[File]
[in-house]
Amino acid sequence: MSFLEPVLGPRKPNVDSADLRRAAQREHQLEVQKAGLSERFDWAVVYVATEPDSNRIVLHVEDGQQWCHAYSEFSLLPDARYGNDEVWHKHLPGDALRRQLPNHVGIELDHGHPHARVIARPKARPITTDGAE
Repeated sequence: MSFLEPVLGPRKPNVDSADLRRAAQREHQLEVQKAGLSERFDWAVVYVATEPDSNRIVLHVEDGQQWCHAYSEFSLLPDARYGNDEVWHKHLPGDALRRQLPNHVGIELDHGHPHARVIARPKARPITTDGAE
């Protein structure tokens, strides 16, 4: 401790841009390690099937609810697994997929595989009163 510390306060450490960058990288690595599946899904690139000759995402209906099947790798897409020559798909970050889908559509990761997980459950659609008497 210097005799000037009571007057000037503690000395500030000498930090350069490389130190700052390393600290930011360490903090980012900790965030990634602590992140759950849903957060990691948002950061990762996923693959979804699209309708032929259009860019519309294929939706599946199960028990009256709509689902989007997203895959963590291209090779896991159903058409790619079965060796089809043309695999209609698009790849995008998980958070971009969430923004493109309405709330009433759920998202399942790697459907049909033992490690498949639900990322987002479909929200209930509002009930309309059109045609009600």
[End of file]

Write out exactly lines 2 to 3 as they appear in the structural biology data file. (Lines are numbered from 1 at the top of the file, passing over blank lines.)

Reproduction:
Amino acid sequence: MSFLEPVLGPRKPNVDSADLRRAAQREHQLEVQKAGLSERFDWAVVYVATEPDSNRIVLHVEDGQQWCHAYSEFSLLPDARYGNDEVWHKHLPGDALRRQLPNHVGIELDHGHPHARVIARPKARPITTDGAE
Repeated sequence: MSFLEPVLGPRKPNVDSADLRRAAQREHQLEVQKAGLSERFDWAVVYVATEPDSNRIVLHVEDGQQWCHAYSEFSLLPDARYGNDEVWHKHLPGDALRRQLPNHVGIELDHGHPHARVIARPKARPITTDGAE